Monday, August 4, 2014

The 2014 Innovation Showcase: From Inspiration to Motivation


By Melissa Dylan

Ideas are easy.  Mine hit me mid-project.  I had just learned how to sew.  After discovering that Joann Fabrics rendered part of their product unusable by putting their logo on it I sat on the floor of my apartment and vowed, Scarlett O’Hara-style, to never shop at Joann Fabrics again.  My resolve failed the next day when I realized I had no other local options, and that shopping online for fabric is the worst.  The resolve restarted when I vowed to build the greatest chain of fabric and hobby stores of all time.  I really need to stop vowing things, because it’s clearly getting out of hand.

Ideas are one thing.  Execution is another.


A woman of my word, I started doing market research, some of which consisted of me approaching strangers at the mall and asking them to pretty please fill out a survey.  I learned that:

  1. There is a huge gap in the sewing/hobby marketplace in small town America
  2. It’s a huge growth industry
  3. If I’m going to become a Fabric Mogul I’ll need a lot more business know-how
  4. I really like making numbered lists.

Cue Kelley Direct Online MBA & MS Programs 

(Insert exciting music here.)

A year into the program I’ve learned a ton of stuff I didn’t previously know, all of which is imperative for an entrepreneur.  Still, enthusiasm for my brain child was waning.  I have a family to provide for, a good job, and a fabric hoarding problem that I probably shouldn’t enable.  Polishing the MBA just to put it on the mantel instead of launching an enterprise just seems so much more…not tiring.

Cue C563, Professor Todd Saxton, and the Innovation Showcase 

(Insert theme song for Speed Racer here.)

This version of C563, geared toward business models and the venture ecosystem, included a visit to Indiana’s Innovation Showcase, where 70+ entrepreneurs, with their own sets of great ideas and a lot more momentum than I have, stood up in front of Angel Investors to pitch their businesses.  They only had 60 seconds to pitch.  It was Shark Tank squared.  It took guts.  Lots of them were nervous.  One guy blanked on his speech and stood for 30 breathtakingly silent seconds.  One guy played his trumpet.  One woman got on stage and ate dog food.  Yes, I’m serious.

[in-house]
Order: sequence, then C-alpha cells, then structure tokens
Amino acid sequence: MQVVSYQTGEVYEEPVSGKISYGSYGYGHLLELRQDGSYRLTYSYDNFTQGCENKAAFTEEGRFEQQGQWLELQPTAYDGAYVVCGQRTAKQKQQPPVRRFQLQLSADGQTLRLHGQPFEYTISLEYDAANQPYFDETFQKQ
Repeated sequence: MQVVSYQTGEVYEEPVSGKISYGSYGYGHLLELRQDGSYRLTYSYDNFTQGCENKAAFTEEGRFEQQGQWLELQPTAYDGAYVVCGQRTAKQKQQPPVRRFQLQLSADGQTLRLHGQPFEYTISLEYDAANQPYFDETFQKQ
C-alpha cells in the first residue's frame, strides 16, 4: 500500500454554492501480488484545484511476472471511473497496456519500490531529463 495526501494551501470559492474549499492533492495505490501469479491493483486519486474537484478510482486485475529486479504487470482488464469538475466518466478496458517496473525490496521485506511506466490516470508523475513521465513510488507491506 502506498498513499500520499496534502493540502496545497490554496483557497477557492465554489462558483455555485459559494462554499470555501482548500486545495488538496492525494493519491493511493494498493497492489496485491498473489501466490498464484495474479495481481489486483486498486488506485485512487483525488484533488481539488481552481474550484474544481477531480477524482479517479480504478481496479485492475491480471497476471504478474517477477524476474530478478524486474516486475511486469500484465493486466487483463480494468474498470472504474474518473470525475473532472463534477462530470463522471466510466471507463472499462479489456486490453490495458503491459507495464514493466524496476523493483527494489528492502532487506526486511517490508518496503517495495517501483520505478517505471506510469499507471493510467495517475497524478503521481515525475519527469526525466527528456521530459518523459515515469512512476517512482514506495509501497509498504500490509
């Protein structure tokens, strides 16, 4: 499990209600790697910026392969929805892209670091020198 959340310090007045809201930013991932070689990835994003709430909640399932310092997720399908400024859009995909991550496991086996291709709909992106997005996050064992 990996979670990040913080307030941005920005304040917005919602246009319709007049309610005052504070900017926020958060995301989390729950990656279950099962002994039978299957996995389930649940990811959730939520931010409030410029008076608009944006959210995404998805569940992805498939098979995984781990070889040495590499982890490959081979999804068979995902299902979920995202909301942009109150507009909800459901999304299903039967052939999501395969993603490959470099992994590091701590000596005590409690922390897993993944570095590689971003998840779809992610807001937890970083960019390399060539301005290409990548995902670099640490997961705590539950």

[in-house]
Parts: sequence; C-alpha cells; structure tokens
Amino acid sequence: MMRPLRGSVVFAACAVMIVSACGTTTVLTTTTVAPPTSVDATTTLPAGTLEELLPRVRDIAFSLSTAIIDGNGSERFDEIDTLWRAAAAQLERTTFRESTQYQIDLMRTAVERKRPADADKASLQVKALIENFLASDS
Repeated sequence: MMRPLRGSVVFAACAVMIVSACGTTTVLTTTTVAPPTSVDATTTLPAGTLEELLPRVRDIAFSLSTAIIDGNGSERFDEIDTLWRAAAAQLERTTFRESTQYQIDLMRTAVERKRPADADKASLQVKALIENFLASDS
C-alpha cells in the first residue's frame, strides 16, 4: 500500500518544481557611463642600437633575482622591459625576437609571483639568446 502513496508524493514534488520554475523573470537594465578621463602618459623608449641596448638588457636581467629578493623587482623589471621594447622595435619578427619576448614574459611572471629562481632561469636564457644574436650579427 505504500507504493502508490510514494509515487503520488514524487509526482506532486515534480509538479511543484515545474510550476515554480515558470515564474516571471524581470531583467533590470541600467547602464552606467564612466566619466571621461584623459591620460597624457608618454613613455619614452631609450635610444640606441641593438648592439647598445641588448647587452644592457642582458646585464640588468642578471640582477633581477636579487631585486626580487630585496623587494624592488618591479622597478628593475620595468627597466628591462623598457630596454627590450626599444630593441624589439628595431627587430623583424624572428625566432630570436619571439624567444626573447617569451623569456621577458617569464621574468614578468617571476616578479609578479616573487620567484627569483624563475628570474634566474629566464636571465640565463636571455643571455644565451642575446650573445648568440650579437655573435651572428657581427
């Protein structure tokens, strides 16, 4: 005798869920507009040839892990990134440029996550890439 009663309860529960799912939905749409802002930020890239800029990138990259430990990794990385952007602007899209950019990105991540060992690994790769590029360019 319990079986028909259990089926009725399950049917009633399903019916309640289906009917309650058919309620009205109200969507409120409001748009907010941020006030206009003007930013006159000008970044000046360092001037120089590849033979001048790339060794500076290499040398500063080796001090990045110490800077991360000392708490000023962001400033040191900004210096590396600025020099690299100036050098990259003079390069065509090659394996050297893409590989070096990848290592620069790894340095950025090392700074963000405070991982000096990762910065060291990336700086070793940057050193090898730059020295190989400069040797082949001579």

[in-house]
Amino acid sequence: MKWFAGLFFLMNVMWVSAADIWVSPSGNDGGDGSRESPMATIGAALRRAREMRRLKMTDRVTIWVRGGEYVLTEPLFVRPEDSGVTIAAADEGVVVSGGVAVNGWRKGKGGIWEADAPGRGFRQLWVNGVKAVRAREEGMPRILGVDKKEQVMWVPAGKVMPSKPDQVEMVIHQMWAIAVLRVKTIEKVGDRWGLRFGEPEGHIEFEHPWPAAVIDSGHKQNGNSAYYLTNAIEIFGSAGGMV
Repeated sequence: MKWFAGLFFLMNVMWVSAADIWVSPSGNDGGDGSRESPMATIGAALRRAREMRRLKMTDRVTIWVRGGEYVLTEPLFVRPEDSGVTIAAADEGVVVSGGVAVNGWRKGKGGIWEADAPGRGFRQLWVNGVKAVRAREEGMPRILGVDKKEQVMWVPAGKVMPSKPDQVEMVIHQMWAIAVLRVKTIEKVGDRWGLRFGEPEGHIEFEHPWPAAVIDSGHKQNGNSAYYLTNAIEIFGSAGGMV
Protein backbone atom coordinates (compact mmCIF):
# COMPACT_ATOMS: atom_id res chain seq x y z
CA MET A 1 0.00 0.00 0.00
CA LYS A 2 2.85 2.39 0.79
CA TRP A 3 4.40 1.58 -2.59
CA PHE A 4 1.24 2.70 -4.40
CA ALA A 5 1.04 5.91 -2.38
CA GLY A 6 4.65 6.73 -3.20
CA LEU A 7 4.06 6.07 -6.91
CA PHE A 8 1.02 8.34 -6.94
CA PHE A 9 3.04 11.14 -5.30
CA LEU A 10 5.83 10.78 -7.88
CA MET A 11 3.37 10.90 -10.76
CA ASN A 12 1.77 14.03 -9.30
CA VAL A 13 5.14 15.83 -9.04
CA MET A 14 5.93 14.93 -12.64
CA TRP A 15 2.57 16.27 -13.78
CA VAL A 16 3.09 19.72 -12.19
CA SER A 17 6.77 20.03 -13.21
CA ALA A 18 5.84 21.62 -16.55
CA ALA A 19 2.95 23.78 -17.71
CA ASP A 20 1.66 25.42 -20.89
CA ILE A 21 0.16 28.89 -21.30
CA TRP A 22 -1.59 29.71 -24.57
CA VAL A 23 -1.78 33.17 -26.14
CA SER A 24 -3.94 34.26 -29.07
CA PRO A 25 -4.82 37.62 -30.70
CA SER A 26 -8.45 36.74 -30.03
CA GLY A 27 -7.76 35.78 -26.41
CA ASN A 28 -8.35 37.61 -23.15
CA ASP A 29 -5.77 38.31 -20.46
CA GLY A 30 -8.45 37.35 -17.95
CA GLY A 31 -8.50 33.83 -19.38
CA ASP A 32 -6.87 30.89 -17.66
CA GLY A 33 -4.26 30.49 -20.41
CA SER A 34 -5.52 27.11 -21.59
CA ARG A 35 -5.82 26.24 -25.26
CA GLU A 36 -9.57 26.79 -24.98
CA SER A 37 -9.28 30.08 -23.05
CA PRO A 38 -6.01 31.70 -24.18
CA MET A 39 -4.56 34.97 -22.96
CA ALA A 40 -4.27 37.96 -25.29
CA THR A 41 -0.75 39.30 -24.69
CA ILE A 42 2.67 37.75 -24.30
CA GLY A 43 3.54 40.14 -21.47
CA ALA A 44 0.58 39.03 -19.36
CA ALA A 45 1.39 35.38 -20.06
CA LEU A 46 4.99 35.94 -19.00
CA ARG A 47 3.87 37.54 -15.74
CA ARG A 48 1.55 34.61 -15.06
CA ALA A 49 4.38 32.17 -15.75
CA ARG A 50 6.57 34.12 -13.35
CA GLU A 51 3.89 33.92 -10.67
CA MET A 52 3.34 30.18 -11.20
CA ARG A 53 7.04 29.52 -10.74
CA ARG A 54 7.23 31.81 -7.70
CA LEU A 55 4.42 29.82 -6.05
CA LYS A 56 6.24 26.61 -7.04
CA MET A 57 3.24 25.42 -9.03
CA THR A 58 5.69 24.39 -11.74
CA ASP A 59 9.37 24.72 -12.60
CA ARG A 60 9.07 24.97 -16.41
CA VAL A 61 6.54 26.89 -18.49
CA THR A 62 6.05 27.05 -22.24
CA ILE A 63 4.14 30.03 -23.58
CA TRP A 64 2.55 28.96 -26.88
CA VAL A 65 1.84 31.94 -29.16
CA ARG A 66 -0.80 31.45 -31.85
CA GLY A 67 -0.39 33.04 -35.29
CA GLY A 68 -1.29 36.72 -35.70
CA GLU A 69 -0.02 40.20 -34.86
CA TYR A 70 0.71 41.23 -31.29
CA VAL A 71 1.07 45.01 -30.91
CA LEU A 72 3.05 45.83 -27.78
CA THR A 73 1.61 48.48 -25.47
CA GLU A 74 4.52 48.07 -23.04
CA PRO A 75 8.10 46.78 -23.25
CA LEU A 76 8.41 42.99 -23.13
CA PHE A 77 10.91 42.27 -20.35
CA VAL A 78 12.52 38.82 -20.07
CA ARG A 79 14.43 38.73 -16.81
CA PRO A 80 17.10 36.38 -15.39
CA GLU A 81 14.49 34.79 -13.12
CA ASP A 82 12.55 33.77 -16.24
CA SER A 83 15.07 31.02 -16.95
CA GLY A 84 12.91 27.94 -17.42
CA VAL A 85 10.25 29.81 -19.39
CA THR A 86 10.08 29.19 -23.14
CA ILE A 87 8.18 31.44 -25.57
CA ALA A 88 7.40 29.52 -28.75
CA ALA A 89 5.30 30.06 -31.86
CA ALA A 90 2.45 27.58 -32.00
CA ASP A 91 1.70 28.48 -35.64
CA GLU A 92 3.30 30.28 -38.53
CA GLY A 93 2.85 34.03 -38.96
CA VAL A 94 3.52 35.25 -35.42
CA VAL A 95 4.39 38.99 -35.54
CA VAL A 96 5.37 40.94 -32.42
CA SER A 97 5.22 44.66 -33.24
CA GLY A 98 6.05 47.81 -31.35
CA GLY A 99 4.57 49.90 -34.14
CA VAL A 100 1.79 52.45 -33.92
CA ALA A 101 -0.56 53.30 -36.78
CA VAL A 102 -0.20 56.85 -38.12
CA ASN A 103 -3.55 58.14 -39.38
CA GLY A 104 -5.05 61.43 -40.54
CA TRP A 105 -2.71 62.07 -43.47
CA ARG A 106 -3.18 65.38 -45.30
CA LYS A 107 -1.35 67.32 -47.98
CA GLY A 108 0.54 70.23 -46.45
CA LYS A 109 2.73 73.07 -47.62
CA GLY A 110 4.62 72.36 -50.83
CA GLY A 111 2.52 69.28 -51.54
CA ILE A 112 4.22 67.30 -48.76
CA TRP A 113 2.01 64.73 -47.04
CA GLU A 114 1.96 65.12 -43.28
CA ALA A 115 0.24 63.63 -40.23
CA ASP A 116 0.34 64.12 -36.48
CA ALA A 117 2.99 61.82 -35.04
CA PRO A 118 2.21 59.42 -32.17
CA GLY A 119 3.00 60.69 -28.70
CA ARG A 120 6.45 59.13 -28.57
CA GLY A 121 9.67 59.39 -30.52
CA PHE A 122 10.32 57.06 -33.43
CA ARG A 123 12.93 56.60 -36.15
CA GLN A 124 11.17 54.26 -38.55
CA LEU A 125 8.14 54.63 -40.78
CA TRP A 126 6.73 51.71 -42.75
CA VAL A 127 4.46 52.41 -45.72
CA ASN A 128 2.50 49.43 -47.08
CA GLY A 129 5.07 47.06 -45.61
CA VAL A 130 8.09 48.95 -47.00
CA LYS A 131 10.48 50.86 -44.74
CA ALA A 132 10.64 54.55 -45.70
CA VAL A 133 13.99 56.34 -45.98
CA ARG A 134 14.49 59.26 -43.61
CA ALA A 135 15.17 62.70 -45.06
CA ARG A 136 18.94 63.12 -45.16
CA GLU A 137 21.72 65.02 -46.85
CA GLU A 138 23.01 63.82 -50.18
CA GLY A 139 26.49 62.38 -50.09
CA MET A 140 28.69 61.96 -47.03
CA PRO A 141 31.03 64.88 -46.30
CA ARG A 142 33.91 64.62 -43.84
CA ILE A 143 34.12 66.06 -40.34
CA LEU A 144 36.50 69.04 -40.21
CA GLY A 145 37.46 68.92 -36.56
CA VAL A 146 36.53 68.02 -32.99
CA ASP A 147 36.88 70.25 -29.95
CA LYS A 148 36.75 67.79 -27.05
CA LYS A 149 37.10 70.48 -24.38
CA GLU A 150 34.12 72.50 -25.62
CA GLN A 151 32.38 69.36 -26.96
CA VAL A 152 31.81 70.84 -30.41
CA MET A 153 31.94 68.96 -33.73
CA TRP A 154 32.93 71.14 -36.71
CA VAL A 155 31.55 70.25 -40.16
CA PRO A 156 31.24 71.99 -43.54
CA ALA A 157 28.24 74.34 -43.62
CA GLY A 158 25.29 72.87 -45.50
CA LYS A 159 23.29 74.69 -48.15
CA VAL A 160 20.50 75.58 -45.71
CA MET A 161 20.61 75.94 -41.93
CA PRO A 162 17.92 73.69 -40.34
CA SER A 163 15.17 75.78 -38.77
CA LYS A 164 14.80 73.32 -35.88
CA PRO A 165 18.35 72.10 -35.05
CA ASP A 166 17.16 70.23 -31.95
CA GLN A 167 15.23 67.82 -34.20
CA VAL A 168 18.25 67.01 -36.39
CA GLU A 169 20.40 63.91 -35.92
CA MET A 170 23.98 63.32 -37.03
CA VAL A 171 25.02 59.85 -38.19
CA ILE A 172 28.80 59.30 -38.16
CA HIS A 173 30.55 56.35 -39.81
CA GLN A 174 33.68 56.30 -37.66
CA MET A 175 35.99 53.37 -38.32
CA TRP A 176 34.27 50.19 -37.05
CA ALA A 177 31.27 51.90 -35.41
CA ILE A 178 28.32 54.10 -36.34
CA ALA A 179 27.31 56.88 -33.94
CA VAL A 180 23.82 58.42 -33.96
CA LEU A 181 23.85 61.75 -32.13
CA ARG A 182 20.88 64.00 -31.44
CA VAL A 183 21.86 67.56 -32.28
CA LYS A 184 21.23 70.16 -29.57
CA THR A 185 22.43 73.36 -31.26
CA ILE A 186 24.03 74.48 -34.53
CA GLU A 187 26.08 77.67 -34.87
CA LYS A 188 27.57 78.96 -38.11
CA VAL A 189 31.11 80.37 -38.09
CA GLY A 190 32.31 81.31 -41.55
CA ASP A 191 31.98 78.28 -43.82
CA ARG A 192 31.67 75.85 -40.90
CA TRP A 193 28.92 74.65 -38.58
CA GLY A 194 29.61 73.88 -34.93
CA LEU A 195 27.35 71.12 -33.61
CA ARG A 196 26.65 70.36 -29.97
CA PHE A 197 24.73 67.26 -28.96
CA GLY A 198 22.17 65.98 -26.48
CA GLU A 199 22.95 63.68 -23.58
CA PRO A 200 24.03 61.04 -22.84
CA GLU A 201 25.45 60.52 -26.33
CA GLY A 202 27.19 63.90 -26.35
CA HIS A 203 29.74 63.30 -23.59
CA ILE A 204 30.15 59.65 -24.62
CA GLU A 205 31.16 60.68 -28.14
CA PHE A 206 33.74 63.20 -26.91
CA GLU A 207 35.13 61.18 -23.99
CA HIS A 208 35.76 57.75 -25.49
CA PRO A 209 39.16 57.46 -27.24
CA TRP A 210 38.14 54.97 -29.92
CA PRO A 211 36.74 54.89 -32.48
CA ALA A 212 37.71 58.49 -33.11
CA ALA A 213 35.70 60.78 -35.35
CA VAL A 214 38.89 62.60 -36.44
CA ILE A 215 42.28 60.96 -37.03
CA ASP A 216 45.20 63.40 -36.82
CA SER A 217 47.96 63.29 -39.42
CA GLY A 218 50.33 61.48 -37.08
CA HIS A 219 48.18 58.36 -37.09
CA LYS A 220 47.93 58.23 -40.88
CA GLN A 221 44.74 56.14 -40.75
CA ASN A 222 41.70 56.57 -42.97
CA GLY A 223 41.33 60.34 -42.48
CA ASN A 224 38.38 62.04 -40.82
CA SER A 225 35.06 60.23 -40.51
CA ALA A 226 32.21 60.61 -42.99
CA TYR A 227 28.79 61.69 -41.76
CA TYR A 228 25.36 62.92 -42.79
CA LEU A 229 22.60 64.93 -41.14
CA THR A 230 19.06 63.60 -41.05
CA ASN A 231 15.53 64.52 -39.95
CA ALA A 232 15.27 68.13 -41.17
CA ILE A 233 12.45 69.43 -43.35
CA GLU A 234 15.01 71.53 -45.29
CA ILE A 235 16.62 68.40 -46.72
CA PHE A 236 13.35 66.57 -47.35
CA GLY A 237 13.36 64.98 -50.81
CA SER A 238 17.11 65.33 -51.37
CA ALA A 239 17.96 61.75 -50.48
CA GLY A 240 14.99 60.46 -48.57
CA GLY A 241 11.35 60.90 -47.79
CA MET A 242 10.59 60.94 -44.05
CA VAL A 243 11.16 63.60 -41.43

The winning pitch was for a company that has designed a product to eliminate bruising following an injury.  Professor Kim Saxton attempted to purchase some on the spot.  A brilliant idea, a huge untapped market, and a product that worked.


Being surrounded by that much innovation was intoxicating.  It’s like being at a sporting event where everyone is rooting for the same team, only the team is innovation and everyone is winning.  So in other words, the nerdiest sporting event ever.  But those were my kind of nerds.  And inspiring: every one of those innovators was actually doing something about their idea, presenting it to the marketplace, and attempting in their own way to make the world a better place.

Even better than the presenters was attending with fellow Kelley Direct students.  Any opportunity to socialize and collaborate in person enhances the KD experience.  These were fellow innovators like me, and we bounced ideas off each other like we were all ping pong tables during a beer pong event.  People would hear an idea and raise it to another level.  For instance: mobile fabric store.  Bam.  That’s now a thing.  There was even a lengthy discussion about how to monetize a concept someone said as a joke, but most of us are still pretending that never happened and no actual monkeys were harmed.

Starting a business doesn’t exist in a vacuum.  Where before it was just me, my idea, and my stubborn belief that All Fabric is Created Equal, now it’s a community of eager entrepreneurs to use as resources, to solicit feedback, to grow together as we examine the marketplace and learn from each other.

Ideas are easy. Momentum is hard. C563: Special Forces Section is the solution.

What’s your next move?
 

About Melissa 



Melissa Dylan works in marketing for a small firm that doesn’t know about her hoarding problem.  She lives in Washington state with a husband, two kids, two cats, one dog, and a lot of fabric. Melissa is also a first-year student in the Kelley Direct Program where she is pursuing a dual-degree MBA and MS in Marketing. 


 

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